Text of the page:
Memorial pou raised in Whakamārama

Tauranga Deputy Mayor Kelvin Clout during today’s commemorative event at Puketoki Reserve in Whakamārama. Photos: Rosalie Liddle Crawford.

Rock oysters, delicious sea food dishes and white-clothed tables laden with platters of phenomenal food greeted visitors to Tawhitinui Marae at Whakamārama at noon today.

And as you ate, four-part harmony resonated around the hall spilling out onto the marae grounds to the nearby marquee, which was also full of people munching down on the excellent meal.

This hākari, or ceremonial feast, demonstrates the great hospitality and mana that is such a major part of the people and marae.

As part of the Te Weranga, or Tauranga Bush Campaign, local hapū have held commemorative events since January to mark 150 years since local villages came under attack.

These commemorative events include the erection of memorial pou at Taumata, Te Irihanga and today at Whakamarama.

Earlier the public gathered with local Māori to dedicate a memorial pou at Puketoki Reserve in Whakamārama. Shuttle vans operated from the marae to the reserve ensuring traffic was well-managed.


The inscription at the base of the memorial pou erected at Puketoki Reserve in Whakamārama.

Speakers included Western Bay of Plenty Council Mayor Garry Webber, MP Te Ururoa Flavell, Patrick Nicholas, and Graham Cameron.  Also attending the commemoration were Tauranga City Councillors Larry Baldock and Terry Molloy and Deputy Mayor Kelvin Clout.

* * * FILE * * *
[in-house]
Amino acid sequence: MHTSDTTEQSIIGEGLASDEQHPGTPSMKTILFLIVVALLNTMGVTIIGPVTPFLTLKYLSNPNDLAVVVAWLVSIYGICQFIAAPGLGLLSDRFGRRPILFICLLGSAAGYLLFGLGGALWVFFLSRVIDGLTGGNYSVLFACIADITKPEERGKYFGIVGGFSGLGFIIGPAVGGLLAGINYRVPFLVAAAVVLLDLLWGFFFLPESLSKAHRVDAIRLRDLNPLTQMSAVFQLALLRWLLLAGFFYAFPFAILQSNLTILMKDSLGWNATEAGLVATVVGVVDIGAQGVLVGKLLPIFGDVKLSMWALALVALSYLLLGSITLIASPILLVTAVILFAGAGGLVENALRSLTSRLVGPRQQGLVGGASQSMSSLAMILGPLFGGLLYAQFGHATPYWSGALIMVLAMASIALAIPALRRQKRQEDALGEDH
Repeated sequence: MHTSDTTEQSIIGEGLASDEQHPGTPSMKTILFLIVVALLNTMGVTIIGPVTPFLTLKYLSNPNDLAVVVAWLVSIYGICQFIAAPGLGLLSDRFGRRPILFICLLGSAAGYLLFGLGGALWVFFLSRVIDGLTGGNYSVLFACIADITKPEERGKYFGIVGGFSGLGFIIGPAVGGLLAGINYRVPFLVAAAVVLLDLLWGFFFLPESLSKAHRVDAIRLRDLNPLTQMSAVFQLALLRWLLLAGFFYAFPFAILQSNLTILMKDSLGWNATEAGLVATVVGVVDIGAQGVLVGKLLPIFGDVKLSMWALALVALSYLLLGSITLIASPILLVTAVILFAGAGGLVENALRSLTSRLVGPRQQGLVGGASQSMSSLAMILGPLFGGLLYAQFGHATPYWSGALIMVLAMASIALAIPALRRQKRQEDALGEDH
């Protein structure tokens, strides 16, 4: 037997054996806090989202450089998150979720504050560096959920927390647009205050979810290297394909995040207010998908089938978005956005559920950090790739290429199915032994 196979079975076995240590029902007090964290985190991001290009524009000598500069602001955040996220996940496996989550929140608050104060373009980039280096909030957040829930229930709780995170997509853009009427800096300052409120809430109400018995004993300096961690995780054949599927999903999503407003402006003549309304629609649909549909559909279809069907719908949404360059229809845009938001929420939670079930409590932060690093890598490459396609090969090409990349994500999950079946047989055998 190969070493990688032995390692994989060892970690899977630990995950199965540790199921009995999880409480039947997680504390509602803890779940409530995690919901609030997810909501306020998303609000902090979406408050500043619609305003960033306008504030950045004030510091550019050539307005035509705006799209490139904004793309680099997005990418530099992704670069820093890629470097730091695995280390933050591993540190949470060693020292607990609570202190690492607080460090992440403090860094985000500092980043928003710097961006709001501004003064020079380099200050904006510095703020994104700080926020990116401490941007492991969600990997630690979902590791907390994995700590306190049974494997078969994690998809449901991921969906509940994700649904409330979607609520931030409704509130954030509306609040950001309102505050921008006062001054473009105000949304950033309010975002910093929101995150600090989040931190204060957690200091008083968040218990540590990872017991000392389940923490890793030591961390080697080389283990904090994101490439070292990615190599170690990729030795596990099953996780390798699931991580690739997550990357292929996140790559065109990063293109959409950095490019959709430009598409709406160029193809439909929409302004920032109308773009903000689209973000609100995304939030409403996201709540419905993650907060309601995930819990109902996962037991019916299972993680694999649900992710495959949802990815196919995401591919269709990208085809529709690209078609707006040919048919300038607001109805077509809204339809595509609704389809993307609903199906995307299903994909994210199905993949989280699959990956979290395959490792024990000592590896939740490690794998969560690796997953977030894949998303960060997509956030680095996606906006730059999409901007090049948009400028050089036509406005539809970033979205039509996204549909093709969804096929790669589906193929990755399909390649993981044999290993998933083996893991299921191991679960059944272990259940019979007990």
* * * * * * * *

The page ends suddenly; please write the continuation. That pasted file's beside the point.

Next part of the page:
“It is with mixed emotions that I stand here today,” says Garry. “Privileged that you have invited us to be with you to commemorate the events of 150 years ago. Apologetic for the actions of some of our forefathers that triggered the battle we commemorate today.

“But most importantly, hopeful that we can move forward and collectively work hard to make our communities more cohesive, considerate, inclusive and able to respect our differences.

“We, as a nation, have been able to forgive our aggressors from both the first and second world wars and I pray that we can find in our heart of hearts the ability to forgive those who took part in those terrible events of 150 years ago.”

After the dedication ceremony, hot cross buns, scones and tea and coffee were served at the reserve. Everyone left for the Marae where the story of Te Weranga was told prior to the Hākari at noon.


Mabel Wharekawa-Burt during today’s commemorative event at
Tawhitinui Marae in Whakamārama.




You may also like....

0 Comments

There are no comments on this article.

Leave a Comment

You must be logged in to make a comment. Login Now